That’s actually too generous because the double standard of outrage applies not only to Republicans, but anyone too far outside the mainstream Democratic narrative, including people like America’s most popular Senator, Bernie Sanders. For well over a year, mainstream Dems have attempted to explain how this leftist politician, has not shown appropriate diversity in his staffing, affected an improper tone towards women or minorities, or didn’t speak convincingly enough about “identify politics.” And even if we were to accept each of these accusations as true, it is impossible to reconcile how the outraged were somehow simultaneously at peace with Hillary Clinton’s record: her infamous comment about bringing “super-predator” African Americans to heel, dismissing Black Lives Matter from her private fundraiser, or getting in the face of a young Somali woman at Starbucks having the audacity to question her record.

Equally unproblematic? Hillary Clinton’s vocal anti-gay marriage stance until 2013 and selection of a Vice President whose abortion record is as unimpressive as his ability to electrify the electorate. The point is not to vilify either of these politicians or play tit for tat, but to acknowledge a clear double standard when it comes to the reaction to the alleged transgressions committed by those within the mainstream Democratic party and those outside it.

This bias was perhaps best exhibited by voters who claimed to care about Islamophobia and the free exercise of religion and then gave the Democrats a free pass during the Park 51 fiasco. Park 51 was supposed to be a lower Manhattan Muslim community center, open to the public and containing a prayer space among its many amenities. You might remember it as the “Ground Zero Mosque” even though it wasn’t a mosque and was blocks away from Ground Zero. But back when Trump was just a TV host and obnoxious failed casino owner, Harry Reid, the Democratic Senate majority leader, felt safe proclaiming the Mosque should be built somewhere else. Was he taken to task? Did the public react in disgust that a Democrat was telling Muslims where to build and where to pray? Hardly. Indeed, after some accused President Obama of supporting the construction, he felt the need to clarify that while the Bill of Rights was still totally a thing, he “was not commenting and [would not] not comment on the wisdom of making the decision to put a mosque there.” Why not? Why would the leader of the free world ever not comment?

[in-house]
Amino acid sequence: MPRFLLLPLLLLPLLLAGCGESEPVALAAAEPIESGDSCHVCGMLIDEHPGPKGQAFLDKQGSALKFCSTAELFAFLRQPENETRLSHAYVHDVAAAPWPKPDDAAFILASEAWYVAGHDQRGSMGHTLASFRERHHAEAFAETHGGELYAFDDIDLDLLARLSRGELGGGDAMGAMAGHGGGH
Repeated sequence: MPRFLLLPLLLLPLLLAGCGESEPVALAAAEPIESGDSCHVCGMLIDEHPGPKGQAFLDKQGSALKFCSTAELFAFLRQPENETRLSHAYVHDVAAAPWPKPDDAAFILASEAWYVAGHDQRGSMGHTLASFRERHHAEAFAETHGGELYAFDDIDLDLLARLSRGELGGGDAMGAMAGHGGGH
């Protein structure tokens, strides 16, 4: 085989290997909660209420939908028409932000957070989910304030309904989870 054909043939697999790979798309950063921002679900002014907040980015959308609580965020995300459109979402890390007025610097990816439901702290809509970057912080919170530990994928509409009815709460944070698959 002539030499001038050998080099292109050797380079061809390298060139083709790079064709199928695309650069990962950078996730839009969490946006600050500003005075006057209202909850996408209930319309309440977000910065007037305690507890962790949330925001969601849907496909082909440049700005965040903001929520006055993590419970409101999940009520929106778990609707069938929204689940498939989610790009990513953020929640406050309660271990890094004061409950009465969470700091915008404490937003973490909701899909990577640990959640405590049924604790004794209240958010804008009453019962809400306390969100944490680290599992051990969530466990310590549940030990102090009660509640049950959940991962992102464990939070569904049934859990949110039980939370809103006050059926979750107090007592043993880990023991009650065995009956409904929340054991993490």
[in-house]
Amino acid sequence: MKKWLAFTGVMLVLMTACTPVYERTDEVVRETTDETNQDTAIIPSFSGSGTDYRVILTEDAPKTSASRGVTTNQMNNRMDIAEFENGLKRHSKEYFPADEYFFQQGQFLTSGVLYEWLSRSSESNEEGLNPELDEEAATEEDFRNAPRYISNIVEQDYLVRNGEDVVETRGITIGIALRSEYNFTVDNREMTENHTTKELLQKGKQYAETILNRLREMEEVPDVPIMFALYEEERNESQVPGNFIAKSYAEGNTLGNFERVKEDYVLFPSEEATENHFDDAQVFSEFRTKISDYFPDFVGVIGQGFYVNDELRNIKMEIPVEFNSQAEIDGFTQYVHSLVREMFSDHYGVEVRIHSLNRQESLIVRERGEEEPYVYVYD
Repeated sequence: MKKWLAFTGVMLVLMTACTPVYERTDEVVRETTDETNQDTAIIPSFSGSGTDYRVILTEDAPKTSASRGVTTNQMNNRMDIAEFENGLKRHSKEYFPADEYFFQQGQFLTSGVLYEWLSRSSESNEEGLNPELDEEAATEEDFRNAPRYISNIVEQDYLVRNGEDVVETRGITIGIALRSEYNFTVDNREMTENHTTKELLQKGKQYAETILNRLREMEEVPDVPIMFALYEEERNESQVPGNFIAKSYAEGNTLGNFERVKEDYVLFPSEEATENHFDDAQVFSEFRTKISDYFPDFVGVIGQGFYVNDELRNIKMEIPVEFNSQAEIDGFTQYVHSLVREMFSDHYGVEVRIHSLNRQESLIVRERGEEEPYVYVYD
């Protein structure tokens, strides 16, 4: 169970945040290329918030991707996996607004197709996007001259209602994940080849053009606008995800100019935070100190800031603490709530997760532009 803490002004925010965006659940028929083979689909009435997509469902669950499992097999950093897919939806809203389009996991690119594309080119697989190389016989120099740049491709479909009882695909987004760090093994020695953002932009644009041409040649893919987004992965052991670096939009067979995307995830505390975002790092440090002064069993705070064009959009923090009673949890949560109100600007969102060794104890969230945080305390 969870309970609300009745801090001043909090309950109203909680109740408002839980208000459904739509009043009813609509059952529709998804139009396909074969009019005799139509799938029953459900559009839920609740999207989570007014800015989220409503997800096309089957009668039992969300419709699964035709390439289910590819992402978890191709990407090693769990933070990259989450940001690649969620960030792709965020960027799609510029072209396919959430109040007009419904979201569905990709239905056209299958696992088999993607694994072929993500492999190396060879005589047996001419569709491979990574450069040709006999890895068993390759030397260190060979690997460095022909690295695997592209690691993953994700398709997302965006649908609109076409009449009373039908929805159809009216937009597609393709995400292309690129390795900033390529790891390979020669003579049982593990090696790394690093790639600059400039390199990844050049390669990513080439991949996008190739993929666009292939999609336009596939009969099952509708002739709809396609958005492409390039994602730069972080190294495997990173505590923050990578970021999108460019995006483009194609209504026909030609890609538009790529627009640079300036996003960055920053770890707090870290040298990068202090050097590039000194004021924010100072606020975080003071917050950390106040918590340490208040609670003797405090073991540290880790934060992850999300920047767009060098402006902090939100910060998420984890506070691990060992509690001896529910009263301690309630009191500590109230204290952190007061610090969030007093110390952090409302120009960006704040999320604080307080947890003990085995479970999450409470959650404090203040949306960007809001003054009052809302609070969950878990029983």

Perhaps proud Democrats who wrongly remember the incident as the day Obama stood up to Islamophobia were confusing him for former Republican New York City Mayor Mike Bloomberg who said, “we would be untrue to the best part of ourselves—and who we are as New Yorkers and Americans—if we said no to a mosque in lower Manhattan.” Can you imagine being a Democrat and getting schooled by Mike Bloomberg on identity politics? But the press didn’t seem to care that President Obama and Harry Reid caved to anti-Muslim fervor in a way that terrified me as a Jew in America way before neo-Nazis like Bannon were empowered by President Trump.

And that’s how someone like Trump comes to power. When an unqualified narcissist can proclaim everything in Washington is a lie and he’s going to burn the place to the ground it resonates. It resonates because we’re already living in a world where the press and party loyalists only take offense at their enemies’ transgressions. Where outrage is chosen based on the speaker of words instead of the words themselves. But such selective indignation destroys the value of speech and reduces truth to a commodity whose worth fluctuates with personal bias. It creates a world without absolutes, where there is no right or wrong, where progressives can be mocked for their purity. We can blame Trump for fostering hate through a series of lies, but we can’t credit him with creating a post-truth world. It was the post-truth world that made his presidency possible.

Gladstone is the author of the Internet Apocalypse Trilogy of novels on Thomas Dunne Books. He has written for publications including Cracked, Slate, and Thrillist.